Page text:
Scripture Engagement/ Public Reading of Scripture
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Scripture Engagement through the Public Reading of Scripture

The Bible was meant to be read, but it was also meant to be heard. (See the “Selected Verses on Hearing God’s Word” sidebar.) In most places today, printed copies of God’s Word are easily accessible. However, for the majority of history, owning a personal Bible was practically unheard of because of the rarity and expense of copies of Scripture. In fact, during ancient times, it was common even for those who did have opportunities for personal reading to read aloud to themselves. The silent reading that many are so used to today was virtually nonexistent throughout history.

The Bible tells of numerous examples of the public reading of Scripture.

  • In Exodus 24, Moses read Scripture to the Israelites on Mount Sinai.
  • In Deuteronomy 31:9-13, the Jews were instructed to read Scripture publicly every seven years at the Feast of Tabernacles.
  • In Joshua 8:34-35, Joshua read Scripture to the people of God as they entered the Promised Land.
  • In 2 Kings 23:1-3, the King Josiah read the Scriptures publicly and started a revival.
  • In Nehemiah 8:1-12, after the return from the Babylonian exile, the priest Ezra read the Bible publicly for hours each day for a week, which also started a revival.
  • By New Testament times, Jews were reading the Scriptures as a normal part of their weekly synagogue service. During one of them, Jesus began his public ministry after publicly reading God’s Word (Luke 4:16-21).
  • The Apostle Paul wrote to various churches that they were to read his letters publicly (1 Thessalonians 5:27; Colossians 4:16). Very specifically, in 1 Timothy 4:13, Paul tells the young pastor Timothy to “devote yourself to the public reading of Scripture, to preaching and to teaching.” The public reading of Scripture was put at the same level of importance as preaching and teaching!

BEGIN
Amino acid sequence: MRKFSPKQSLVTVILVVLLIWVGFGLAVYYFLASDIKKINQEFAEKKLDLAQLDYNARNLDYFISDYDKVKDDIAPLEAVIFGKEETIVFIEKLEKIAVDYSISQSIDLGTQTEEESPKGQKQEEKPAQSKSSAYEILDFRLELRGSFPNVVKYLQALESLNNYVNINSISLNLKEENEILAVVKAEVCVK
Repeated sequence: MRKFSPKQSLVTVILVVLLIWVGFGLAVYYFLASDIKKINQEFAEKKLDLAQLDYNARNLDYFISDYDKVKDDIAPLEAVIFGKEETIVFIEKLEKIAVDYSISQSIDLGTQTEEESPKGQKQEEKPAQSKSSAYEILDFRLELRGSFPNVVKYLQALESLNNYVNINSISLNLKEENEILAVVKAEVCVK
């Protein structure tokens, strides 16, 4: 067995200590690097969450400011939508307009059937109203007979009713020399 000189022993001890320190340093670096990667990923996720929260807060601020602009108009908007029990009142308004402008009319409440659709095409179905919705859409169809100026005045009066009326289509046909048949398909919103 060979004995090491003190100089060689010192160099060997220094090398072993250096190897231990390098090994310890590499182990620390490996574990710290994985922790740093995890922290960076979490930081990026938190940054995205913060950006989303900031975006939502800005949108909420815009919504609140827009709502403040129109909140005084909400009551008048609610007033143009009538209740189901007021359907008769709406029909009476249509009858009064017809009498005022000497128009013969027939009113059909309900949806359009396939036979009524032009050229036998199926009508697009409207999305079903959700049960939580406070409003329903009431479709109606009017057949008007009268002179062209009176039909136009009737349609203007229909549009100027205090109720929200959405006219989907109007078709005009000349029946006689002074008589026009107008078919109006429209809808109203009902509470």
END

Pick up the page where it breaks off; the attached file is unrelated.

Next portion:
• Finally, a fascinating blessing is found in Revelation 1:3, “Blessed is the one who reads aloud the words of this prophecy, and blessed are those who hear it and take to heart what is written in it, because the time is near” (emphasis added).

To hear someone read God’s Word well is a different experience than to simply read it silently to yourself. A well-prepared and gifted reader can bring out meaning in a text through voice inflection, rhythm, and intonation. A talented reader can present the Word of God to a group or congregation so that the listeners may experience the Bible in a rich and powerful manner. There is something moving about being with other believers and hearing the Word of God read to you as a group that results in a powerful corporate experience that can’t happen when you read alone.

So why is Scripture reading often treated as something of an afterthought? Many writers and pastors are now suggesting that we give the public reading of Scripture a more prominent role in our lives and ministries. What would happen if readers were encouraged to really study a passage—seeking the background and meaning of the text—so that they could then bring out those nuances through their voice and body language when reading? What if the reading of Scripture was treated as more than just the precursor or setup for the sermon? It is powerful when a congregation or small group has the regular opportunity to audibly experience together significant portions of God’s Word. As God tells us in Isaiah 55:11:

So is my word that goes out from my mouth:
It will not return to me empty,
but will accomplish what I desire
and achieve the purpose for which I sent it.

God’s Word has great power according to his will. The biblical basis for public Scripture reading among believers is strong! Who knows what God will do through an emphasis on the public reading of Scripture in your church or small group?

Next: Public Reading Practice Tips➤
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© Phil Collins, Ph.D., 2014. This material was created in partnership with the Taylor University Center for Scripture Engagement.